Should We Be Worried About a Second Wave?

Should We Be Worried About a Second Wave? | Dr. Ali Ghahary

British Columbians have worked incredibly hard to continue to flatten the COVID-19 curve (and for that, we should all be proud), with the new number of daily reported cases remaining relatively low – in addition to the number of hospitalizations (including those in ICU) on the decline. While this is certainly good news for our province’s fight against this global pandemic, we also need to remember that just because our numbers are lower compared to other provinces and places in the world (such as the United States), that this isn’t a time to suddenly become passive and think that the easing of certain restrictions means that we can now go back to life as we knew it – because we cannot. Reverting back to things the way they were before COVID-19 could set us back tremendously and have detrimental effects.

COVID-19 very much remains a part of our communities and is still a highly contagious virus that can be easily passed on from person to person – even if asymptomatic. Thus, we need to continue to be vigilant and follow the guidelines set forth by our local health officials – such as washing your hands, wearing a mask when out in public, working remote if possible, and staying home when you’re sick. These are little things that can go a long way, and by doing your part you are helping to prevent the spread of the virus and protecting not just yourself, but your friends, family, co-workers and other acquaintances.

Is a Second Wave Likely? If So, When?

As mentioned, COVID-19 still remains and could last for quite some time. There has also been talk from Canada’s Chief Public Health Officer, Dr. Theresa Tam, that a second wave was also a strong possibility – though when and how that second wave happens depends on a few different circumstances.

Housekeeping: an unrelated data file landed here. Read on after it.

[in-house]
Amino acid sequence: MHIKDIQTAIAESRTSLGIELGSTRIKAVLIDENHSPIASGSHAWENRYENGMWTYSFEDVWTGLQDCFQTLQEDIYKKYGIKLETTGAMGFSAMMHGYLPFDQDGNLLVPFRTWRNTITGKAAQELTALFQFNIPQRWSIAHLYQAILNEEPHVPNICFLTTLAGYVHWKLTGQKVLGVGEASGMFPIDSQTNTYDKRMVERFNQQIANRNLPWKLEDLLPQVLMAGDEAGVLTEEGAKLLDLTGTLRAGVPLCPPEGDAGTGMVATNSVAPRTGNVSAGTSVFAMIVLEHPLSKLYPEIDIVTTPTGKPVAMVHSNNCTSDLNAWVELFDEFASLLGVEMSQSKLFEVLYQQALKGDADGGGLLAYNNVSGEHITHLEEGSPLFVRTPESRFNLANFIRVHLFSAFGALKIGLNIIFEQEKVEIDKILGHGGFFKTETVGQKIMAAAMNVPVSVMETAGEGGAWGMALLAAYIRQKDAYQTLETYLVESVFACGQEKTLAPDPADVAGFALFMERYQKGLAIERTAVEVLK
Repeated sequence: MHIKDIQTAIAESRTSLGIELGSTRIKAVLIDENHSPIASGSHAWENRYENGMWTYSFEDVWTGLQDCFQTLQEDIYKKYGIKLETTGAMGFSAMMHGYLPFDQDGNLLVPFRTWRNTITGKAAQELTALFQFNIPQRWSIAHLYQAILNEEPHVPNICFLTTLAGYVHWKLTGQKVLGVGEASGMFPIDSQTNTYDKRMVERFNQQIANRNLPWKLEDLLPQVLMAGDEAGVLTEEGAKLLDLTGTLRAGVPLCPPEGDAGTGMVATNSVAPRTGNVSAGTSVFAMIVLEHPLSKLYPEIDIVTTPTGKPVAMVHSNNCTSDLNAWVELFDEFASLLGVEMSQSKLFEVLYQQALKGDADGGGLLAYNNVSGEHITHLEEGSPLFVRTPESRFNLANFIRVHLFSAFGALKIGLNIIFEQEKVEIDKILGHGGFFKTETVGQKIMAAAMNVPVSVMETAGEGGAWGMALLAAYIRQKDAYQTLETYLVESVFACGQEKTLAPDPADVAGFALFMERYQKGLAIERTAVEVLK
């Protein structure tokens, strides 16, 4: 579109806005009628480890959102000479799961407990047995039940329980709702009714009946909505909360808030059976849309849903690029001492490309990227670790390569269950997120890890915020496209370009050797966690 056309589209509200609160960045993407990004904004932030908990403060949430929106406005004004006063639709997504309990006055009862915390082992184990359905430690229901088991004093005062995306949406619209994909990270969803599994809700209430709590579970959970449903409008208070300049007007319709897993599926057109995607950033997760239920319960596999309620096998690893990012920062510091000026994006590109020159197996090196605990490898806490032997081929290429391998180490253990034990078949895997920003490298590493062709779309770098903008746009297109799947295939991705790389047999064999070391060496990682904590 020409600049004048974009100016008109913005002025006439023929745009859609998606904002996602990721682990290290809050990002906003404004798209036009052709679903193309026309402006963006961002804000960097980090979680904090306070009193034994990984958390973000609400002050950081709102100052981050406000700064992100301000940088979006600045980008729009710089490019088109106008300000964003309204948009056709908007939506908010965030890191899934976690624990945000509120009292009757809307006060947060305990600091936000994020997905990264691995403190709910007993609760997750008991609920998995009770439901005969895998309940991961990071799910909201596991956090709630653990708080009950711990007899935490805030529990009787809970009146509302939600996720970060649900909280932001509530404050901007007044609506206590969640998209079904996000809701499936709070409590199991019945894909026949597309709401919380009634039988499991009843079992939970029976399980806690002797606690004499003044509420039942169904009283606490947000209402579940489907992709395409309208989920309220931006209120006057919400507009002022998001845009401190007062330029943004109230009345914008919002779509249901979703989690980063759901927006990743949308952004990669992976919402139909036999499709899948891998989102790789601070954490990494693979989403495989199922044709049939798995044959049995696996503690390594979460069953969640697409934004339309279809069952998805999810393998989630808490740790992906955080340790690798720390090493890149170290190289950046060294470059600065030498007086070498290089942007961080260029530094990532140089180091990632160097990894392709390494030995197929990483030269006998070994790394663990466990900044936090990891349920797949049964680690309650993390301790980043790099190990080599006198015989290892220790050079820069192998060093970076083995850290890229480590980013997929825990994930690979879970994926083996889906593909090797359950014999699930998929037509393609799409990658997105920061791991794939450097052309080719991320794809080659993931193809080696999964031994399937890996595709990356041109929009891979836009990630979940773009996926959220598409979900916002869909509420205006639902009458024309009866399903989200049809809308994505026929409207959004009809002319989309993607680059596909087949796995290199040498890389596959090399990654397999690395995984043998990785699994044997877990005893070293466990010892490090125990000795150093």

For example, if COVID-19 were to behave similar to 2009’s H1N1, things could begin to calm down during the summer with a second wave potentially hitting during the fall or winter months (possibly peaking around October or November), as second waves usually occur after there has been a sustained period where there have been little to no new infections. We’ve also seen past infection disease pandemics, such as 1918’s influenza pandemic, come in multiple waves (three.) However, because there is still so much to be learned about COVID-19, when we will see it fully start to calm down and exactly when we can expect a second wave remains to be seen.

On the contrary, if we are not able to get the virus under control and if we don’t continue to follow physical distancing recommendations, we could see a continuation of the virus as opposed to a new/second wave of it.

Will a Second Wave Be Worse Than the First?

Just like we couldn’t predict COVID-19 until we were dealing with it head on because it was so unpredictable, we likely cannot predict how a second wave would act. Generally speaking, places where waves of different viruses were considered smaller tended to have larger reported second waves – although how it affects individuals depends on the measures taken by local health officials and how well residents of those areas have abided by the rules and recommendations put forth by them.

A second wave also doesn’t mean that everywhere will experience the virus in the same way. Certain areas could face second waves or hot spots of the virus, while other places may not. The most important thing, however, is that we are as well-prepared as we possibly can be.